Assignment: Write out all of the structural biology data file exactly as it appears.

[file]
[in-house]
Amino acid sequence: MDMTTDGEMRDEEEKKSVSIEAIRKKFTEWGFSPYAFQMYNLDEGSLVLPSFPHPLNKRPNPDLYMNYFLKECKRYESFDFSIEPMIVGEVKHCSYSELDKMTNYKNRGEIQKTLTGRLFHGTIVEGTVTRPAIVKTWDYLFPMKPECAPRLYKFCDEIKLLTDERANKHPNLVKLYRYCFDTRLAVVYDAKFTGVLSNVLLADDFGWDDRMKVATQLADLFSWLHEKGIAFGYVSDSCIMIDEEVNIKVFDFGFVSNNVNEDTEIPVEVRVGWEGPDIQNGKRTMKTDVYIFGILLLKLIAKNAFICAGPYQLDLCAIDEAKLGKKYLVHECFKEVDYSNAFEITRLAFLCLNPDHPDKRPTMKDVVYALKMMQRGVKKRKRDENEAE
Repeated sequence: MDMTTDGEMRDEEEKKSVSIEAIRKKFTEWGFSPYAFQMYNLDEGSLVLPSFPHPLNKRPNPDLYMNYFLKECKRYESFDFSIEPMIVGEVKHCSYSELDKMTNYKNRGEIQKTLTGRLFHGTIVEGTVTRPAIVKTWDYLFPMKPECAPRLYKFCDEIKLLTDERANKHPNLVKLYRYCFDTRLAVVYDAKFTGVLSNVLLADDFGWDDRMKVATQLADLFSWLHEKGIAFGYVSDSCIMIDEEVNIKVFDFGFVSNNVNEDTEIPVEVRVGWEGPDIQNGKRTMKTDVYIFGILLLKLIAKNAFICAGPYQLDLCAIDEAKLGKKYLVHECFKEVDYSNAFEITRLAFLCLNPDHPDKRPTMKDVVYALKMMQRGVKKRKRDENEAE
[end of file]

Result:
[in-house]
Amino acid sequence: MDMTTDGEMRDEEEKKSVSIEAIRKKFTEWGFSPYAFQMYNLDEGSLVLPSFPHPLNKRPNPDLYMNYFLKECKRYESFDFSIEPMIVGEVKHCSYSELDKMTNYKNRGEIQKTLTGRLFHGTIVEGTVTRPAIVKTWDYLFPMKPECAPRLYKFCDEIKLLTDERANKHPNLVKLYRYCFDTRLAVVYDAKFTGVLSNVLLADDFGWDDRMKVATQLADLFSWLHEKGIAFGYVSDSCIMIDEEVNIKVFDFGFVSNNVNEDTEIPVEVRVGWEGPDIQNGKRTMKTDVYIFGILLLKLIAKNAFICAGPYQLDLCAIDEAKLGKKYLVHECFKEVDYSNAFEITRLAFLCLNPDHPDKRPTMKDVVYALKMMQRGVKKRKRDENEAE
Repeated sequence: MDMTTDGEMRDEEEKKSVSIEAIRKKFTEWGFSPYAFQMYNLDEGSLVLPSFPHPLNKRPNPDLYMNYFLKECKRYESFDFSIEPMIVGEVKHCSYSELDKMTNYKNRGEIQKTLTGRLFHGTIVEGTVTRPAIVKTWDYLFPMKPECAPRLYKFCDEIKLLTDERANKHPNLVKLYRYCFDTRLAVVYDAKFTGVLSNVLLADDFGWDDRMKVATQLADLFSWLHEKGIAFGYVSDSCIMIDEEVNIKVFDFGFVSNNVNEDTEIPVEVRVGWEGPDIQNGKRTMKTDVYIFGILLLKLIAKNAFICAGPYQLDLCAIDEAKLGKKYLVHECFKEVDYSNAFEITRLAFLCLNPDHPDKRPTMKDVVYALKMMQRGVKKRKRDENEAE